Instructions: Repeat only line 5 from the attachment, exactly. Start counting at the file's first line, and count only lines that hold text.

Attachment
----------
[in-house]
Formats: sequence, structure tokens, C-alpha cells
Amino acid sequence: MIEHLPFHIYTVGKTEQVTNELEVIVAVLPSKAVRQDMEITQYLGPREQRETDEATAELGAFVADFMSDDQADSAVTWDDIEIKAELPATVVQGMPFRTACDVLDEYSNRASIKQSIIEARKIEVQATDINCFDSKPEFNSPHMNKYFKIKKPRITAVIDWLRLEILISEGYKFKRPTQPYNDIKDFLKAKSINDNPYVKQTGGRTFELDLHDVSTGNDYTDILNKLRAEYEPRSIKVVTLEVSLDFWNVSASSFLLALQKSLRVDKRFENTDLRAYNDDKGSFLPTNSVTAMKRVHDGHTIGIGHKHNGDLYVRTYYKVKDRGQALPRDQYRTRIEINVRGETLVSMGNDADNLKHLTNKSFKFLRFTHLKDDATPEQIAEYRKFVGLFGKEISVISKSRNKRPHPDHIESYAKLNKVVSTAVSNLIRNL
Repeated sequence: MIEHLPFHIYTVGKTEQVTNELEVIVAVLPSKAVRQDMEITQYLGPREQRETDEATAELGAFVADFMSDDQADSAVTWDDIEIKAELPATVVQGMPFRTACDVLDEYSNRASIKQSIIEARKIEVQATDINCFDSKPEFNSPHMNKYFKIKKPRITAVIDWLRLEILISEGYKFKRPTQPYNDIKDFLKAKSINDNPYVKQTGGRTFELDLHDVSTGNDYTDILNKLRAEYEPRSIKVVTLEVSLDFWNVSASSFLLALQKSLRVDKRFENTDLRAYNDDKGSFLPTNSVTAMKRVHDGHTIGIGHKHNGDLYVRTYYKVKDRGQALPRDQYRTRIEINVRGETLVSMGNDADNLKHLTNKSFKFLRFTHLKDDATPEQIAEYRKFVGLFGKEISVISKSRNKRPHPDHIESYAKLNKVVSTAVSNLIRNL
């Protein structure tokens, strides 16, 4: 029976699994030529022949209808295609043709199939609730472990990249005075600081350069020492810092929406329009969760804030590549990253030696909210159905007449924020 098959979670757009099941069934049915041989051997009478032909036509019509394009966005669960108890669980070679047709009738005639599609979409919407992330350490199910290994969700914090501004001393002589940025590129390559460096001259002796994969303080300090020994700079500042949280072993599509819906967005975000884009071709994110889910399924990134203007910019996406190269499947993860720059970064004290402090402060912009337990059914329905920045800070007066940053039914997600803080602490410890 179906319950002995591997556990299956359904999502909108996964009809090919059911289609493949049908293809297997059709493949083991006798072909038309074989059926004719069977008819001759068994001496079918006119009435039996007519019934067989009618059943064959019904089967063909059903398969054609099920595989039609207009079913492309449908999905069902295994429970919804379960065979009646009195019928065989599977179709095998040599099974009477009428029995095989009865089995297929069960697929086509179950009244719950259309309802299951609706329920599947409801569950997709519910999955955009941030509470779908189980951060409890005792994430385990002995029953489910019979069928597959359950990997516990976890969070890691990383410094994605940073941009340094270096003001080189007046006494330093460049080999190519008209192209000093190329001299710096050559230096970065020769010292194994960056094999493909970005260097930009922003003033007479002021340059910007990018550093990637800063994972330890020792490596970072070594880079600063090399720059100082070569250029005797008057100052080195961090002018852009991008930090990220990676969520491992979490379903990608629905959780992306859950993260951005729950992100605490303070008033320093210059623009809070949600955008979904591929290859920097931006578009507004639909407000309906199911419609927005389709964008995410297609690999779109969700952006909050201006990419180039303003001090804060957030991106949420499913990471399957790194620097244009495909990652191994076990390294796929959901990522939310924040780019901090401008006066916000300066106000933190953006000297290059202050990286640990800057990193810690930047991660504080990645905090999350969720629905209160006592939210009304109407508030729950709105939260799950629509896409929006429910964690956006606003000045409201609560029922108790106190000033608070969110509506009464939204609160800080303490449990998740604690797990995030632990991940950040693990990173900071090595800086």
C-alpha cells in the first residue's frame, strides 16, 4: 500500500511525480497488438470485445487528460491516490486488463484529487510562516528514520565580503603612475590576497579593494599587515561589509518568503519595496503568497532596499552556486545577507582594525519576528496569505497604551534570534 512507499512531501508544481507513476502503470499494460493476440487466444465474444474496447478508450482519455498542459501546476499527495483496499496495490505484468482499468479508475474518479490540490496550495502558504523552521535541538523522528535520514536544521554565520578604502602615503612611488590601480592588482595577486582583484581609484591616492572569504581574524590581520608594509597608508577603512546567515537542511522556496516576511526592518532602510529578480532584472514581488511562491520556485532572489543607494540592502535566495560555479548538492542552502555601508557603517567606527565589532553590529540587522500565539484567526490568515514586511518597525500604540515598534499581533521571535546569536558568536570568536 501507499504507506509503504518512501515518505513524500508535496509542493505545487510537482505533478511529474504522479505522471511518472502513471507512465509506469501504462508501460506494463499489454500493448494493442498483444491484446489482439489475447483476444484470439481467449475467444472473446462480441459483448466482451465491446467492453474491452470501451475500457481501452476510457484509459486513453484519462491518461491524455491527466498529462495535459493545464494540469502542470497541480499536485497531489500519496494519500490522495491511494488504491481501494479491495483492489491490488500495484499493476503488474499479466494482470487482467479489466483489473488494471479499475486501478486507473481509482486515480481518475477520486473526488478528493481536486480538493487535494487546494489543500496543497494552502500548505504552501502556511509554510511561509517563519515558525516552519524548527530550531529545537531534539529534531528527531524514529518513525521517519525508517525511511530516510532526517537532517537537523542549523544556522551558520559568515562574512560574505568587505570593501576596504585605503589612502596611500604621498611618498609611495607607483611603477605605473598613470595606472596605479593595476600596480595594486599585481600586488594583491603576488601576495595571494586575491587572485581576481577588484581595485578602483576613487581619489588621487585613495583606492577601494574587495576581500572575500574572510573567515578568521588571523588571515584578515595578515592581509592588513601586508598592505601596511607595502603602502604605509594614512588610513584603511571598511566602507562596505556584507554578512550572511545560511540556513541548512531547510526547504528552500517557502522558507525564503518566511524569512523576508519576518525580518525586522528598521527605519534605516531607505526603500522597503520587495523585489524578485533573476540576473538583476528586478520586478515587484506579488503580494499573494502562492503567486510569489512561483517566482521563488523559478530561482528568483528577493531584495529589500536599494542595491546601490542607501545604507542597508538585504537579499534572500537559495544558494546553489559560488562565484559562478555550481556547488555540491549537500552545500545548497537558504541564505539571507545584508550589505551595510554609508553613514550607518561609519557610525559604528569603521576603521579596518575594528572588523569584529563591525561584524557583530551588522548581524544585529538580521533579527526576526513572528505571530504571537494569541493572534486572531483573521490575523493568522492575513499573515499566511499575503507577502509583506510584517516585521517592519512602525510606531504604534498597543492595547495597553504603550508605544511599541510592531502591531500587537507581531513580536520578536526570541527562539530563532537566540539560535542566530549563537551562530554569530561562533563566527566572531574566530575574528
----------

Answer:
């Protein structure tokens, strides 16, 4: 029976699994030529022949209808295609043709199939609730472990990249005075600081350069020492810092929406329009969760804030590549990253030696909210159905007449924020 098959979670757009099941069934049915041989051997009478032909036509019509394009966005669960108890669980070679047709009738005639599609979409919407992330350490199910290994969700914090501004001393002589940025590129390559460096001259002796994969303080300090020994700079500042949280072993599509819906967005975000884009071709994110889910399924990134203007910019996406190269499947993860720059970064004290402090402060912009337990059914329905920045800070007066940053039914997600803080602490410890 179906319950002995591997556990299956359904999502909108996964009809090919059911289609493949049908293809297997059709493949083991006798072909038309074989059926004719069977008819001759068994001496079918006119009435039996007519019934067989009618059943064959019904089967063909059903398969054609099920595989039609207009079913492309449908999905069902295994429970919804379960065979009646009195019928065989599977179709095998040599099974009477009428029995095989009865089995297929069960697929086509179950009244719950259309309802299951609706329920599947409801569950997709519910999955955009941030509470779908189980951060409890005792994430385990002995029953489910019979069928597959359950990997516990976890969070890691990383410094994605940073941009340094270096003001080189007046006494330093460049080999190519008209192209000093190329001299710096050559230096970065020769010292194994960056094999493909970005260097930009922003003033007479002021340059910007990018550093990637800063994972330890020792490596970072070594880079600063090399720059100082070569250029005797008057100052080195961090002018852009991008930090990220990676969520491992979490379903990608629905959780992306859950993260951005729950992100605490303070008033320093210059623009809070949600955008979904591929290859920097931006578009507004639909407000309906199911419609927005389709964008995410297609690999779109969700952006909050201006990419180039303003001090804060957030991106949420499913990471399957790194620097244009495909990652191994076990390294796929959901990522939310924040780019901090401008006066916000300066106000933190953006000297290059202050990286640990800057990193810690930047991660504080990645905090999350969720629905209160006592939210009304109407508030729950709105939260799950629509896409929006429910964690956006606003000045409201609560029922108790106190000033608070969110509506009464939204609160800080303490449990998740604690797990995030632990991940950040693990990173900071090595800086």